Looking to donate to us? Consider making a donation to Bread & Roses Community Fund's Gender Justice Project on behalf of The Womanist Working Collective, by visiting the donation page, selecting Giving Project member "LaTierra Piphus". We're helping raising funds to redirect resources to groups who address advance justice for women, transgender people, and gender non-conforming people in the Philadelphia region. Click here!
WWC chose to participate in this Giving Circles project because it ties into our own gender-related work. Specifically, we use a Womanist Theory Framework which integrates the intersections of gender, race, class and all other forms of oppression when developing a comprehensive analysis of what Gender Equity looks like. One definition of Gender Equity that our collective likes to use is from Canadian Association for the Advancement of Women and Sport and Physical Activity “Gender Equity is the process of allocating resources, programs and decision-making fairly to both males and females. This requires ensuring that everyone has access to a full range of opportunities to achieve the social, psychological and physical benefits that come from participating and leading in sport and physical activity. It does not necessarily mean making the same programs and facilities available to both males and females. Gender equity requires that girls and women be provided with a full range of activity and program choices that meet their needs, interests and experiences. Therefore, some activities may be the same as those offered to boys and men, some may be altered, and some may be altogether different.” While we operate in a much larger context than the competitive sports world, we share their sentiments in share their sentiments when thinking not just leveling the playing, but giving women and femmes access to the very things they've been denied or under-resourced in.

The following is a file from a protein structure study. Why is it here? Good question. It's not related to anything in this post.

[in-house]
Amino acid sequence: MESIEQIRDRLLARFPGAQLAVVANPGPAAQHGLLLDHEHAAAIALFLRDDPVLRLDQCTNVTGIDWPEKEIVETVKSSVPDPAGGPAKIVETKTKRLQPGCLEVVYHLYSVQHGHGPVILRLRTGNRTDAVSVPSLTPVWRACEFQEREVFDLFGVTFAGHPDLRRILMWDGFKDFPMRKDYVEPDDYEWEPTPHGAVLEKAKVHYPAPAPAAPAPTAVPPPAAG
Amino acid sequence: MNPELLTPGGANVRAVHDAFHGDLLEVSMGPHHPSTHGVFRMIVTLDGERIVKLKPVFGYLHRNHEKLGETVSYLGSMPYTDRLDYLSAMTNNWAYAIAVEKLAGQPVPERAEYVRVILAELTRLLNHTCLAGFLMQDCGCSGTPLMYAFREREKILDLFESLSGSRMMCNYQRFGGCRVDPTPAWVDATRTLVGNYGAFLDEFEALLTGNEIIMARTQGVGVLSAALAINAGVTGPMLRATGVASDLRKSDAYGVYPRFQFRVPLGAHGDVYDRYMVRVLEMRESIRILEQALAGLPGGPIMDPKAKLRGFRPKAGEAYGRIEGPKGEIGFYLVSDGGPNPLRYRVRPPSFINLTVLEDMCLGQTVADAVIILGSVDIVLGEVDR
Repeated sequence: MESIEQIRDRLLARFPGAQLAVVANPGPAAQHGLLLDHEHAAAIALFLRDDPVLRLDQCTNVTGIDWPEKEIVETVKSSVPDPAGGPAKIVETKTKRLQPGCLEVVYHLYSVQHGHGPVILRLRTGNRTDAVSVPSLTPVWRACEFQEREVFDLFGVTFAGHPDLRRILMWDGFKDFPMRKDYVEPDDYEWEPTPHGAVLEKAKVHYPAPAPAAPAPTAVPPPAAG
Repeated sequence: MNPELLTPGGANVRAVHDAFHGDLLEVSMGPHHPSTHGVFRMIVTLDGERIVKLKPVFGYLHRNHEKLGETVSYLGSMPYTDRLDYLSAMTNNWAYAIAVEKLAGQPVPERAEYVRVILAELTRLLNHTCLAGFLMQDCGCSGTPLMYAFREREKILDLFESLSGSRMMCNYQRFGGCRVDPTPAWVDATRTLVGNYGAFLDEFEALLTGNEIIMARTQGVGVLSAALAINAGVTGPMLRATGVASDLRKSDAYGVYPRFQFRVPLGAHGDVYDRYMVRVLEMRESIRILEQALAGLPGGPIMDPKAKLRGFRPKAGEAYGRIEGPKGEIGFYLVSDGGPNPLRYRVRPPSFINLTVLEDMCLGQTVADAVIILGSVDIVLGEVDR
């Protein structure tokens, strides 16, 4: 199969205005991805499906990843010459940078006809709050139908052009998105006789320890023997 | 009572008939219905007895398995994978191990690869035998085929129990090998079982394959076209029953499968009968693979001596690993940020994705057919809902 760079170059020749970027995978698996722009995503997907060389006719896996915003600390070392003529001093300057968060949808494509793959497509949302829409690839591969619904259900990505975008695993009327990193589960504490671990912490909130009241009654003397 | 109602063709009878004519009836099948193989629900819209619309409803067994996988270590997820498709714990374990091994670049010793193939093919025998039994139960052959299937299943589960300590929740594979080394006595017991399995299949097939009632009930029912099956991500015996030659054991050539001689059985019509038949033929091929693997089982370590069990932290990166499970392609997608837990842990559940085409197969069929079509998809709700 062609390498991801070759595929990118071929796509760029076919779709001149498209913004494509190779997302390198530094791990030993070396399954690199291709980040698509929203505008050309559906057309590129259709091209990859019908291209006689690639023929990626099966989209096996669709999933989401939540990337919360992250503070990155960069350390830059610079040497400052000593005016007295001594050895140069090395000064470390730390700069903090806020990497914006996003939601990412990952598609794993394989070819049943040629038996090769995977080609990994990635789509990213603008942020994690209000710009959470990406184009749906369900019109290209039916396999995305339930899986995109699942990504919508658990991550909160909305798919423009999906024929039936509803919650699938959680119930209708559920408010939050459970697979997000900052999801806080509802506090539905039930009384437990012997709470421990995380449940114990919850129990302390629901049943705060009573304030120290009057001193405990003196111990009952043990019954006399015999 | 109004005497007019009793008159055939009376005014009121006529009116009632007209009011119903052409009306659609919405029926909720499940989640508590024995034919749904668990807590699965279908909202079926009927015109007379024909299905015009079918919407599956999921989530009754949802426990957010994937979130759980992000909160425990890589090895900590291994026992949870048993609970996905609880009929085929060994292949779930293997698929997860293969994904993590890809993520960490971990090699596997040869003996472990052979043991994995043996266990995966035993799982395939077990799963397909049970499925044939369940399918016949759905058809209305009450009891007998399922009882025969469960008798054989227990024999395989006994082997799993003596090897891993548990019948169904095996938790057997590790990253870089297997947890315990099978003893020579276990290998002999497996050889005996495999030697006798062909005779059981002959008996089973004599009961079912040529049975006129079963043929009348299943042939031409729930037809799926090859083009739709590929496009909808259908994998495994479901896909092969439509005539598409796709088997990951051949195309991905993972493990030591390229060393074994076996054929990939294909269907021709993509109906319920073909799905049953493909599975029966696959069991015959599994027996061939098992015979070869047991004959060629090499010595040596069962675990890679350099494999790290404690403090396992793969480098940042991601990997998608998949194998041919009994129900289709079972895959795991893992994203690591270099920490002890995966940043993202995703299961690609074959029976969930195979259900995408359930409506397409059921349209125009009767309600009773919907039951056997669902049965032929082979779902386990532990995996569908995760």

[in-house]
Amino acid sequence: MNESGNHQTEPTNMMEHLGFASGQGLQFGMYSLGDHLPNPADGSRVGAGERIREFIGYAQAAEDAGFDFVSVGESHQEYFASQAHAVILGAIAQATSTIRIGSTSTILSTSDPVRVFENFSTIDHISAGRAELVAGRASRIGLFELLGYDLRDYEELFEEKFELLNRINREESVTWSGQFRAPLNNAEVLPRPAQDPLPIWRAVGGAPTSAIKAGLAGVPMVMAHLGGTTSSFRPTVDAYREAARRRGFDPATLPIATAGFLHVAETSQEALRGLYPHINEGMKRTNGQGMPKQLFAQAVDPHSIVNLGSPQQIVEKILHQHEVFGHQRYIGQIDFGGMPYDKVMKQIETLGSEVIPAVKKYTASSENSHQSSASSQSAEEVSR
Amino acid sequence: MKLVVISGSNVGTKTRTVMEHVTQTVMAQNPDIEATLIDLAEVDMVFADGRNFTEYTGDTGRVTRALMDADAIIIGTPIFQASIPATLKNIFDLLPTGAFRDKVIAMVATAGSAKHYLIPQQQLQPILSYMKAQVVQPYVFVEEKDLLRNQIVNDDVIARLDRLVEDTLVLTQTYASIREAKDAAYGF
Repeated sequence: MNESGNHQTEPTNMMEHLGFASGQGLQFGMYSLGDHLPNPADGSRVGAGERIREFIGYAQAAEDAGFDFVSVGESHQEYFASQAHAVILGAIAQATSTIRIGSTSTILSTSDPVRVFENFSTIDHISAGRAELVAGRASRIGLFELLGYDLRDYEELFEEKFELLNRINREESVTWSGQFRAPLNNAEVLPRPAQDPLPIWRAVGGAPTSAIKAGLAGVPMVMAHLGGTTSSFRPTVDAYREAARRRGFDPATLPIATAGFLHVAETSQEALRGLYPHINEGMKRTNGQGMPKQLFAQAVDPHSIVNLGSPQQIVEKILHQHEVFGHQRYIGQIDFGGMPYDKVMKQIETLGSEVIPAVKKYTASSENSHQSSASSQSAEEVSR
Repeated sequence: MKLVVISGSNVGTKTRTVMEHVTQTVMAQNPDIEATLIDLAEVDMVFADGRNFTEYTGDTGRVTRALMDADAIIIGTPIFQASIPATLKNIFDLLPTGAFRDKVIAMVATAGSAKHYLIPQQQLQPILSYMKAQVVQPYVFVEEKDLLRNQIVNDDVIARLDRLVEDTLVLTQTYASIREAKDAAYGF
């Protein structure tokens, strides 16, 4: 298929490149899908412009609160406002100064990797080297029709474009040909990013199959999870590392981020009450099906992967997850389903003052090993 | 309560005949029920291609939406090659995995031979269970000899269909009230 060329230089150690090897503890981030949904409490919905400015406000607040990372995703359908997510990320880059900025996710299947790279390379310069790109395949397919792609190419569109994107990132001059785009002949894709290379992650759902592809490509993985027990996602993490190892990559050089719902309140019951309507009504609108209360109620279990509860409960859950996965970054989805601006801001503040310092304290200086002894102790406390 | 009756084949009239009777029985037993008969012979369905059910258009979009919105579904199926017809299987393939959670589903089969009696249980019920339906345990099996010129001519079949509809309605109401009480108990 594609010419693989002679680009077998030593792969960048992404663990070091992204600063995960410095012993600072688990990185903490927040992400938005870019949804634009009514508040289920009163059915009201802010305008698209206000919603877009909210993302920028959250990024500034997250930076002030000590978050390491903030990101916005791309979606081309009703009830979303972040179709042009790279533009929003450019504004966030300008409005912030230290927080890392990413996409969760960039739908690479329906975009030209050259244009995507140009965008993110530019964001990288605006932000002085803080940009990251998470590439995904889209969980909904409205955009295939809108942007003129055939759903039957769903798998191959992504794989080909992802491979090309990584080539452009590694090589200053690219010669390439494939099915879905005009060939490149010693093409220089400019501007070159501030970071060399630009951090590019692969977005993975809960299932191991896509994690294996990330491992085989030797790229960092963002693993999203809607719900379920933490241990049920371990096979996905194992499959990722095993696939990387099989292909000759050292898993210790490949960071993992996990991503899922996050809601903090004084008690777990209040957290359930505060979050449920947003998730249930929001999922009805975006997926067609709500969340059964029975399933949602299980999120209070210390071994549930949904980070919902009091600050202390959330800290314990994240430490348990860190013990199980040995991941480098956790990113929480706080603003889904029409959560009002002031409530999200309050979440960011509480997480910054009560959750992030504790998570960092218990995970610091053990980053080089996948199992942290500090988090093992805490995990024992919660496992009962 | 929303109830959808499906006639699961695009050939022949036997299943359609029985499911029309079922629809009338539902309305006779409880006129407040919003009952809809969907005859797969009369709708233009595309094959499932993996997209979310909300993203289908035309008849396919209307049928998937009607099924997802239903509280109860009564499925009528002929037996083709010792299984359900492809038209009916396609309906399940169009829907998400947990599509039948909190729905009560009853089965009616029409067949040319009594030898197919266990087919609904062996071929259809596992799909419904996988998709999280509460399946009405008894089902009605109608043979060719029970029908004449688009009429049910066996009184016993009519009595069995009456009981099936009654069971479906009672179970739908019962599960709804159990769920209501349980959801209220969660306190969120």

For many Black women and femmes of our collective, Gender Equity forces the conversation to address the Racial and Class Equity that must take place before Gender Equality can ever be seriously considered. The systematic oppression, routine societal microaggressions and intra-community violence we experience because of our real or perceived gender identities looks different for us because of our racialized identities, class status, National identities, educational backgrounds, cycles of generational poverty or wealth and a number of other identity markers which determine the Quality of Life or lack thereof we experience. Our idea of Gender Justice must begin with Gender Equity.